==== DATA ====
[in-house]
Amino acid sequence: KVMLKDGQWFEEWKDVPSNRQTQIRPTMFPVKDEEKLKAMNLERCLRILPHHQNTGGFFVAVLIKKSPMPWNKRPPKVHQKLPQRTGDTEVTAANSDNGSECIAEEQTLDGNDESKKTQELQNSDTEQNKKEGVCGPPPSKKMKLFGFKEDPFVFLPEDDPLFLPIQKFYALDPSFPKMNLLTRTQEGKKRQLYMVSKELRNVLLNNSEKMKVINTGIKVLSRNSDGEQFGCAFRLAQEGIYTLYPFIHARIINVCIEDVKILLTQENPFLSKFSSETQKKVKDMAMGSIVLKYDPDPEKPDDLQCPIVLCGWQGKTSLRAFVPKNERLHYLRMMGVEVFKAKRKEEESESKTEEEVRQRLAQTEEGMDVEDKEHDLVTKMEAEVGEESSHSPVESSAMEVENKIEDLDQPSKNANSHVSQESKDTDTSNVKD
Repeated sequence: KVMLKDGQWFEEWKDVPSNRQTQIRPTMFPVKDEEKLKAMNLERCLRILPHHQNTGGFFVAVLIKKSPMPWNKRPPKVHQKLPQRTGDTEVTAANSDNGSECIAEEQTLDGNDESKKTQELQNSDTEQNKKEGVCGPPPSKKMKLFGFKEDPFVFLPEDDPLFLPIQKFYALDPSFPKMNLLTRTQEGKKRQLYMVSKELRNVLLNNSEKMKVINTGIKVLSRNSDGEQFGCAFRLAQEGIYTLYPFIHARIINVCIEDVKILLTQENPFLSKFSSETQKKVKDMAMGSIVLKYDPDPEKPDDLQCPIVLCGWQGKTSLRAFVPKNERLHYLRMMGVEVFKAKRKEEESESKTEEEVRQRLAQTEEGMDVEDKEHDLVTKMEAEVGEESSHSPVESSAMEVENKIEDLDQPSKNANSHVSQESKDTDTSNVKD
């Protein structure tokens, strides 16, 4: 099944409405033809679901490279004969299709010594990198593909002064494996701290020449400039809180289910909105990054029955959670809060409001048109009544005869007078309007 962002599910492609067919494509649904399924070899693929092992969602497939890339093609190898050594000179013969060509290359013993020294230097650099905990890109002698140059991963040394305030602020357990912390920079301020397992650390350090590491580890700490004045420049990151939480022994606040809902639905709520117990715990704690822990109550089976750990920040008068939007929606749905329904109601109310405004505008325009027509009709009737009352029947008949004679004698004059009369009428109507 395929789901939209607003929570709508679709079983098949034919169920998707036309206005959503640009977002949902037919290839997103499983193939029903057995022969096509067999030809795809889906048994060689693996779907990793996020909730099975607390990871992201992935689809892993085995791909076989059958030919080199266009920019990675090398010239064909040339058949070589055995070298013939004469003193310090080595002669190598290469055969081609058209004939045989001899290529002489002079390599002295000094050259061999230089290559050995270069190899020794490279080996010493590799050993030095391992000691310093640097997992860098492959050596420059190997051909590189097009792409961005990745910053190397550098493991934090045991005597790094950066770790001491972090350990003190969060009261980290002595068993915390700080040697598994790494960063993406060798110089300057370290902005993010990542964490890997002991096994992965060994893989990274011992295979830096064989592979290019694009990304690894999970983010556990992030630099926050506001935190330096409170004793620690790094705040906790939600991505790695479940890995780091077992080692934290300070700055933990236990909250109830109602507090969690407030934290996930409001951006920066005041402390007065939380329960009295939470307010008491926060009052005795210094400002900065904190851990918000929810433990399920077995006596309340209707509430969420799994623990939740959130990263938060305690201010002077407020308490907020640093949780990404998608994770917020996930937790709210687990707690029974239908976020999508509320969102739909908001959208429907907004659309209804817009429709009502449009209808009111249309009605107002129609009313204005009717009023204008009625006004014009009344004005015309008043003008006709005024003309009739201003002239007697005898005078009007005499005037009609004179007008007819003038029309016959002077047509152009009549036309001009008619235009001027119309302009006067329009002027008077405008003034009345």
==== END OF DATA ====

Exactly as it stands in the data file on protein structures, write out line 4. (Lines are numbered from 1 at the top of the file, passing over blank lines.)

């Protein structure tokens, strides 16, 4: 099944409405033809679901490279004969299709010594990198593909002064494996701290020449400039809180289910909105990054029955959670809060409001048109009544005869007078309007 962002599910492609067919494509649904399924070899693929092992969602497939890339093609190898050594000179013969060509290359013993020294230097650099905990890109002698140059991963040394305030602020357990912390920079301020397992650390350090590491580890700490004045420049990151939480022994606040809902639905709520117990715990704690822990109550089976750990920040008068939007929606749905329904109601109310405004505008325009027509009709009737009352029947008949004679004698004059009369009428109507 395929789901939209607003929570709508679709079983098949034919169920998707036309206005959503640009977002949902037919290839997103499983193939029903057995022969096509067999030809795809889906048994060689693996779907990793996020909730099975607390990871992201992935689809892993085995791909076989059958030919080199266009920019990675090398010239064909040339058949070589055995070298013939004469003193310090080595002669190598290469055969081609058209004939045989001899290529002489002079390599002295000094050259061999230089290559050995270069190899020794490279080996010493590799050993030095391992000691310093640097997992860098492959050596420059190997051909590189097009792409961005990745910053190397550098493991934090045991005597790094950066770790001491972090350990003190969060009261980290002595068993915390700080040697598994790494960063993406060798110089300057370290902005993010990542964490890997002991096994992965060994893989990274011992295979830096064989592979290019694009990304690894999970983010556990992030630099926050506001935190330096409170004793620690790094705040906790939600991505790695479940890995780091077992080692934290300070700055933990236990909250109830109602507090969690407030934290996930409001951006920066005041402390007065939380329960009295939470307010008491926060009052005795210094400002900065904190851990918000929810433990399920077995006596309340209707509430969420799994623990939740959130990263938060305690201010002077407020308490907020640093949780990404998608994770917020996930937790709210687990707690029974239908976020999508509320969102739909908001959208429907907004659309209804817009429709009502449009209808009111249309009605107002129609009313204005009717009023204008009625006004014009009344004005015309008043003008006709005024003309009739201003002239007697005898005078009007005499005037009609004179007008007819003038029309016959002077047509152009009549036309001009008619235009001027119309302009006067329009002027008077405008003034009345």